This week, business leader and rich list regular Julian Richer announced that he was handing over 60 per cent of shares in his company to the firm’s 522 employees.
You’d be forgiven if you missed this news. Despite Richer Sounds’ 53 stores across the country and annual turnover of £157.5m, the founder is hardly a household name.
British business people tend not to be, unless they’re wading into political debates like James Dyson and Richard Branson, mired in scandal like Mike Ashley and Philip Green, or hosting wildly unrealistic “reality” TV shows like Alan Sugar.
Nonetheless, Richer has been quietly making a difference to the lives of employees and to the wider community for quite some time.
Before getting their windfall (£1,000 for every year of service at Richer Sounds), his staff were entitled to perks, such as the use of company holiday properties and cars.
He’s been a vocal advocate for high standards of working conditions and an opponent of zero-hours contracts, 15 per cent of his company’s profits are donated to charity, and he has spoken out against tax avoidance.
Richer’s management style is to treat staff well and trust them: “if you treat your people right, then they are going to be happier, give a better service, stay with you”.
This attitude is out-of-kilter with how we have been conditioned to think of millionaire chief executives. As soon as the annual Sunday Times Rich List was published last weekend, Jeremy Corbyn was on the attack, branding it “a stark reminder of the grotesque inequality that scars our society”.
Richer, who founded his business aged 19, and was successful enough to buy a Rolls-Royce and a private jet just a few years later, is a driver of that “grotesque inequality”.
To use Corbyn’s simplistic metrics, the fact that his employees – and the Treasury’s coffers – have clearly benefited from his efforts doesn’t matter: his wealth and success make him part of a problem that needs to be fixed by dismantling British capitalism.
Of course, Corbyn would argue that his continuous attacks on business aren’t aimed at people like Richer. But it’s hard to tell who the targets are meant to be.
It’s not just “bankers” – for while Corbyn has a longstanding vendetta against the City, he has in the past shown that he neither knows nor cares how financial services actually operate, and his anti-business tirades are not confined to finance.
Specific cases of eyebrow-raising executive pay get turned into evidence that the system as a whole is broken, while broad phrases like “fat cats” divert legitimate criticism of some individuals into generalised attacks on anyone who has the audacity to make money.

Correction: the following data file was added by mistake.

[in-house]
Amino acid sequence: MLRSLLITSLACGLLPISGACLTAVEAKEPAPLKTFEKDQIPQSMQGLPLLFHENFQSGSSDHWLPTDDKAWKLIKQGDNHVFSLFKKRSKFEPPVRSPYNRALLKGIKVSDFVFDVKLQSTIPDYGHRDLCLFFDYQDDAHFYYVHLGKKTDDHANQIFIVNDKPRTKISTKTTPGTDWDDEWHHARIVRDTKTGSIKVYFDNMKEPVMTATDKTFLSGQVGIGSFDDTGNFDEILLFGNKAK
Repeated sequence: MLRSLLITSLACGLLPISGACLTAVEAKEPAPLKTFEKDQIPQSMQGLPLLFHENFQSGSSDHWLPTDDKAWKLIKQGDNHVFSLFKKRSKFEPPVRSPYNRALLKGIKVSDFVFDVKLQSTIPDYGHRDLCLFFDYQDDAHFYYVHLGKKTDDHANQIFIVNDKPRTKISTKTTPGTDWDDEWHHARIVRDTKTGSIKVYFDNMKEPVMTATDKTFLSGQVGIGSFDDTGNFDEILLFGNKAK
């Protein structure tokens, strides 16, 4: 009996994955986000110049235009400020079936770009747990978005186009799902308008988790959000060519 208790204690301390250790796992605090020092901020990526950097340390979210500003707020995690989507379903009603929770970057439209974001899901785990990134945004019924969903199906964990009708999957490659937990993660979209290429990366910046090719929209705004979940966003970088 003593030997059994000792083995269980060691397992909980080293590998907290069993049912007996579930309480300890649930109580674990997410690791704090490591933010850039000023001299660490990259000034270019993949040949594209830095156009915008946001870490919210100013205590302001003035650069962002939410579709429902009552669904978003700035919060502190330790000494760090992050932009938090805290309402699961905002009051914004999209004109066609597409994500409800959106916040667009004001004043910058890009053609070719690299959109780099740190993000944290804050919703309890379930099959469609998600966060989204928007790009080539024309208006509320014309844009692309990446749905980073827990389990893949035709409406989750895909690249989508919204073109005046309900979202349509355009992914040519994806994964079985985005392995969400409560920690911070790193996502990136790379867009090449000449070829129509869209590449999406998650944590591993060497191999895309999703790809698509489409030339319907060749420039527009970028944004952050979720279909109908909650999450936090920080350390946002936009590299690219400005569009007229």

The vast majority of people running British businesses do not live up to the underhand, exploitative, tax-dodging stereotype that features so heavily in Corbyn’s stump speeches. A staggering 99.9 per cent of the UK’s 5.7m businesses are SMEs with fewer than 250 employees, which account for 60 per cent of all private sector jobs.
Pick a region or sector at random, and you will find dedicated, conscientious entrepreneurs who are deeply passionate about supporting their staff and their communities with an immensely creative range of CSR programmes and employee engagement initiatives.
More fundamentally, most chief executives are acutely aware that people’s livelihoods are at stake when they make decisions, and shoulder that responsibility with care.
All of that is missed in the Corbyn narrative that profit is a dirty word and business is the enemy of society that must be tamed by the state.
It enables Labour to push policies that punish businesses, like the announcement yesterday of plans to nationalise the energy companies at below market value, by masking its assaults in language about making things “fairer”.
The Tories, in response, seem too afraid of the social vitriol whipped up against the corporate world to make the counter arguments, preferring instead to tinker with tax and tweak regulation.
No wonder, then, that the polls increasingly show that the Conservative party is no longer considered to be on the side of business.
That’s a problem for what has traditionally branded itself the natural party of enterprise, but it’s a problem for society too.
Treasury secretary Liz Truss (one of a handful of Tories who aren’t afraid of making the case for capitalism) spoke on Wednesday of her worries that “an insidious notion is being allowed to infect Britain that wealth is something that is never deserved” and that hard work, if it leads to financial success, is automatically “subject to suspicion”.
Capitalism is not short of people jumping to point out its flaws, from runaway executive pay and tax avoidance, to questions over whether companies are doing enough to combat climate change and close the gender pay gap.
There’s a deep reluctance, though, to offer the other side: to point out that the desire to make money isn’t selfish or objectionable, but literally powers the economy. Without it, most people in this country wouldn’t have jobs, and most of the products that have driven the rise in living standards wouldn’t exist.
Corbyn is wrong. What’s “grotesque” isn’t the Sunday Times Rich List, it’s a culture that paints business owners – even ones as generous as Richer – as a problem for society to fix, rather than the solution to some of its most pressing challenges.